The rising costs of construction materials is a serious threat to policyholders in 2021. This rise is well documented at this point, but it is one thing to notice the trend and another to consider its implications.
According to an Associated Builders and Contractors analysis of Bureau of Labor Statistics data, lumber prices have risen by 73% since April of last year. This change has led the average price of a single-family home to increase by approximately $36,000. Just as recently as May 5, 2021, reporting indicates that lumber prices hit $1,600 per thousand board feet for the first time in history.
These drastic increases are not exclusive to lumber. Iron and steel products have seen a 15% increase in just a year. Steel mill products are at just over 7% and fabricated structural metals are sitting at 3%. The pandemic is surely a driving force behind these changes, and the supply and demand chain is being stretched thin by contractors hoarding necessary materials in order to maintain their building schedules.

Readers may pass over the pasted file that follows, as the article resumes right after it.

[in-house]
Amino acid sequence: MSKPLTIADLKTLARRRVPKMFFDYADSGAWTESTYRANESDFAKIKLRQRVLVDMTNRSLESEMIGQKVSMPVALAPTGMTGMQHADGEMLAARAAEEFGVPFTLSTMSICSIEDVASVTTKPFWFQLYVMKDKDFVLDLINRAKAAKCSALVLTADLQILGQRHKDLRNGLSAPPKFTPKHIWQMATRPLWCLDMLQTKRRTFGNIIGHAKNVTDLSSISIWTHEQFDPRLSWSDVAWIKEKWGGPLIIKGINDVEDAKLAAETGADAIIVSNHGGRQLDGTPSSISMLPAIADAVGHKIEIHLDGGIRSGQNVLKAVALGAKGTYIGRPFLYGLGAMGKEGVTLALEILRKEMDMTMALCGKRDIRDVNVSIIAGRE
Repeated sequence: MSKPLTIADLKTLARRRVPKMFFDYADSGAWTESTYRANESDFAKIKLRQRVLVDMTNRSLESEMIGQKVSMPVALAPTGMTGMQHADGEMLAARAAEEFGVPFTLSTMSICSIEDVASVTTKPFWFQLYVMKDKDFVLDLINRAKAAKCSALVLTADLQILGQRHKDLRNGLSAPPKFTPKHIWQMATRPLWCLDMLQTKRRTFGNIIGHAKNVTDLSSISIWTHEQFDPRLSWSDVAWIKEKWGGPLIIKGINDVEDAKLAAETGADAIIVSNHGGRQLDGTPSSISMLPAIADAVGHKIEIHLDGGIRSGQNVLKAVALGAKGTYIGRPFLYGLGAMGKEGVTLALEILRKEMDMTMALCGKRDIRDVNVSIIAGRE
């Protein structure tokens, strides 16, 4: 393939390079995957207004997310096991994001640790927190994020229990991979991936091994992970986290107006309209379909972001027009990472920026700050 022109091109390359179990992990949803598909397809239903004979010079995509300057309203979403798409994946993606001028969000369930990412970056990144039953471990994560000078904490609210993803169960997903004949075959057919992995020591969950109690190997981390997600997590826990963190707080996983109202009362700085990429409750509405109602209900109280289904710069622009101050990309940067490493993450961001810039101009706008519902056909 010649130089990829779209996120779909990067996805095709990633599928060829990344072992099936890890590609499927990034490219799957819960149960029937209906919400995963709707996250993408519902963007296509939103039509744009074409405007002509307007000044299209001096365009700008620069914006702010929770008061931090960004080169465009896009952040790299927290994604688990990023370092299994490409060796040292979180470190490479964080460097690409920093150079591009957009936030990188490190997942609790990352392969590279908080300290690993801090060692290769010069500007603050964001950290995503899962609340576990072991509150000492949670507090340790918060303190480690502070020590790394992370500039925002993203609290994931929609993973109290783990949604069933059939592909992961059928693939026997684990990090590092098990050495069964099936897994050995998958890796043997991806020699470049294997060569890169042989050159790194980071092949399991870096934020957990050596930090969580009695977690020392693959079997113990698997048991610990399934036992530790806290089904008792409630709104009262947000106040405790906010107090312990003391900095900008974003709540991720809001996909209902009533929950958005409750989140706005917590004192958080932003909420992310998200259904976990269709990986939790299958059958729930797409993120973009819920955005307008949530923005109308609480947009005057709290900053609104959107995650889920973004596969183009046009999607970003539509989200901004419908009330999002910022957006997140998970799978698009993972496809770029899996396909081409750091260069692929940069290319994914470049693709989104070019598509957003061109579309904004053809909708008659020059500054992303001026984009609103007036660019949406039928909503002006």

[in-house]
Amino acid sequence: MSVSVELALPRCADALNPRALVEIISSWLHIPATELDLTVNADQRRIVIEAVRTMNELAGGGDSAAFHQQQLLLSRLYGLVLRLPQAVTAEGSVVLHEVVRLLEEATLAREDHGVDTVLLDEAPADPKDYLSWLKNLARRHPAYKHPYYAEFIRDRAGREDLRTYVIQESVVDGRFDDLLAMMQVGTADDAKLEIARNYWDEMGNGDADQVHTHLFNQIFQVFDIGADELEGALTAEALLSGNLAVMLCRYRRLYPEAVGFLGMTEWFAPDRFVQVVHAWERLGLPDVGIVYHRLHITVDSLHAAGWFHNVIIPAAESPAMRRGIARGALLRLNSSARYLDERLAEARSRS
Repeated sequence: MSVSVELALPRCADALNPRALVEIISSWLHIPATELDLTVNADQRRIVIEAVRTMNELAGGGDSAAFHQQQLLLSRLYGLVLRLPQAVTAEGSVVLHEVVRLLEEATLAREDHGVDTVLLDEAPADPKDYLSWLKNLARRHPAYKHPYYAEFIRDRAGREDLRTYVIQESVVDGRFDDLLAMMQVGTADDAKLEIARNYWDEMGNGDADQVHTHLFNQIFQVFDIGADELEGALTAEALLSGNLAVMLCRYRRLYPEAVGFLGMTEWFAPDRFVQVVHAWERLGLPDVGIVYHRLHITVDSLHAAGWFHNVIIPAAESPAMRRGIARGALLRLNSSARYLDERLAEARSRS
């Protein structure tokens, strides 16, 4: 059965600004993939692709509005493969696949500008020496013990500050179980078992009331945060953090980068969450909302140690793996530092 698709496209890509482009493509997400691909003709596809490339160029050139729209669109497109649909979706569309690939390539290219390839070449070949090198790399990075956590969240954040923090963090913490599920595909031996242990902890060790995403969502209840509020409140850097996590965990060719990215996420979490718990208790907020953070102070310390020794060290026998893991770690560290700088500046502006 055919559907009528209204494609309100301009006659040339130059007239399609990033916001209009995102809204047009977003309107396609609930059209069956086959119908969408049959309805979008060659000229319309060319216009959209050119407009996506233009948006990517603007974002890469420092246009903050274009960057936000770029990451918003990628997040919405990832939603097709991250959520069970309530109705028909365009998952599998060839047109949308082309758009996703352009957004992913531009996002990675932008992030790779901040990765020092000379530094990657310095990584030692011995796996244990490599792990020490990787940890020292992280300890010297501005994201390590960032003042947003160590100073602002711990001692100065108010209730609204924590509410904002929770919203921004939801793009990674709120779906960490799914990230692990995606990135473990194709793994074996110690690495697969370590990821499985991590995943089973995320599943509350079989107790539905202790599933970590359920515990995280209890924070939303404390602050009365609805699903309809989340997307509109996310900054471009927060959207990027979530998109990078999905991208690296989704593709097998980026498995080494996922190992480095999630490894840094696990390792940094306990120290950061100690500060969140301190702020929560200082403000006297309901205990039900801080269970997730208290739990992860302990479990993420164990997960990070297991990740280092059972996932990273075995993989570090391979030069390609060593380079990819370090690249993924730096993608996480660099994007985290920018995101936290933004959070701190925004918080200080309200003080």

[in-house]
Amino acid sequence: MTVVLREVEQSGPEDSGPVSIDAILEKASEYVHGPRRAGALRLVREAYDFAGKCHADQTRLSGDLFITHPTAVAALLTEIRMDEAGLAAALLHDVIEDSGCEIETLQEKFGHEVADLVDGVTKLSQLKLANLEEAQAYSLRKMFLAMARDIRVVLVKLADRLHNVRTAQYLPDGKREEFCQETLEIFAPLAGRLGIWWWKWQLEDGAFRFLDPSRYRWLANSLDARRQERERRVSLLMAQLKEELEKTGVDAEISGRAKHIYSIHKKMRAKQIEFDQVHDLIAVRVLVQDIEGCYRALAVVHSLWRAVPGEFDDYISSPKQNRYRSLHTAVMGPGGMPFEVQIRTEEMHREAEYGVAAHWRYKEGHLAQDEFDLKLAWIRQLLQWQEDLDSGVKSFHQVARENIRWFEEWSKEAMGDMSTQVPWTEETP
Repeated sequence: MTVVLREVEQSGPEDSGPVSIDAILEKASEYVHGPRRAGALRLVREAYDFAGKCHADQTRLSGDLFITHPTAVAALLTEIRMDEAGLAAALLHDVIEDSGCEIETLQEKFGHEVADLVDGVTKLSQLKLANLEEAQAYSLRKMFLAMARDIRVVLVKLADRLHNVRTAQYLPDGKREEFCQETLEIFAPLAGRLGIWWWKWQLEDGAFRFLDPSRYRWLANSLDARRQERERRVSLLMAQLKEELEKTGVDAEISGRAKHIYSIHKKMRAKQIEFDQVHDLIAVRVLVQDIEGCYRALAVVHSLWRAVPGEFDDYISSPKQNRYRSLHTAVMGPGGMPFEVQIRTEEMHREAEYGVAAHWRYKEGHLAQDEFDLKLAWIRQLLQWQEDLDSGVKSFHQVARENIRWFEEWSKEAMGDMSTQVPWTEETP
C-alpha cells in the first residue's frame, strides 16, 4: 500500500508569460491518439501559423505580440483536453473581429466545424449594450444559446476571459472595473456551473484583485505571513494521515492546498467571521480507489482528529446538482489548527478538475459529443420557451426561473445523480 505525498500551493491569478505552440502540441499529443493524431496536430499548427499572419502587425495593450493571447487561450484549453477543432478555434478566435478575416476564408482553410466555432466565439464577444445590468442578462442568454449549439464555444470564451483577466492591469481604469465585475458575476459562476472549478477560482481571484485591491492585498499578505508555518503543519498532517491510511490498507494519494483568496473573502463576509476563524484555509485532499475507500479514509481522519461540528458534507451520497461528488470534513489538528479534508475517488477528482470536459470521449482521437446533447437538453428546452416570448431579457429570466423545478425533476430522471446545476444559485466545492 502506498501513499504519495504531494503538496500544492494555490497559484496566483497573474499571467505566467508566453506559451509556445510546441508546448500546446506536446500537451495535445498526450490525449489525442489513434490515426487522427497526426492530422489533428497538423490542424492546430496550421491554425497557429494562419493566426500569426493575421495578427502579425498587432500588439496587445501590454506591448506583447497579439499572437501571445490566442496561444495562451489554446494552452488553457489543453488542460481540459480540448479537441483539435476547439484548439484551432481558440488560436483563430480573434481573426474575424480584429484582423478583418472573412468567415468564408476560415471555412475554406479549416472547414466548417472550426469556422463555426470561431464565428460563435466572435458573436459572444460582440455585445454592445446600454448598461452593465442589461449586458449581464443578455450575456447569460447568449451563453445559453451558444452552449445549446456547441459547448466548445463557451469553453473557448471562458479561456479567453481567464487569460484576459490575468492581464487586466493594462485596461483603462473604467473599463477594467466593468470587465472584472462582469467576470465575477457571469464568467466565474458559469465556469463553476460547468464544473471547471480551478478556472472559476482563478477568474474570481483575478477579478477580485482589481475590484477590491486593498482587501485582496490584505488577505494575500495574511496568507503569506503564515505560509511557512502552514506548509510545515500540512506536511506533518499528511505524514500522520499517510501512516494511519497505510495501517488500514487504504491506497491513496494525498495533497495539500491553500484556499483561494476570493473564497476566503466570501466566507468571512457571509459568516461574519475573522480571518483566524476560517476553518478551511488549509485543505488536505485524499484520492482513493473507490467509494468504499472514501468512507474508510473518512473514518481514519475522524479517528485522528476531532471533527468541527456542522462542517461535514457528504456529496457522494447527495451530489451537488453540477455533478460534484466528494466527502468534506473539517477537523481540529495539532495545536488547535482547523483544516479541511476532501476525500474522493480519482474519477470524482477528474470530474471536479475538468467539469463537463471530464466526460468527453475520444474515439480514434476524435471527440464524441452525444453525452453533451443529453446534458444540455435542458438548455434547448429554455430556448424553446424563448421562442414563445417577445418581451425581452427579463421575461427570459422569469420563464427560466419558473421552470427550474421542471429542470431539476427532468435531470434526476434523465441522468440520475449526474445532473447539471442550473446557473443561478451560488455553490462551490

For policyholders, these rising construction costs have a significant impact on claims handling. Coverage limits must rise in order to ensure full recovery on a house needing significant repairs or a full rebuild after a loss. Without adjusting their limits to meet the construction inflation, policyholders risk being severely underinsured. Tools and other equipment have also seen rises in cost, meaning policyholders should revise their personal property contents list to ensure they have accurate pricing information in the event of damage to these items.
Another policy item to consider is the type of loss settlement you have – Actual Cash Value replacement (depreciated) or Replacement Cost. What may have worked for homeowners in the past may need to be adjusted in order to offset the risk associated with the trends in the construction industry.
We recommend speaking with a contractor to determine the cost of repairs and rebuilding associated with your home’s structure. After that, consult with your insurance agent to determine how your policy should be adjusted to best suit the current construction market. It is always best to be prepared for the worst, and policyholders must be proactive in altering their policy to reflect what is being seen across the insurance and construction industries.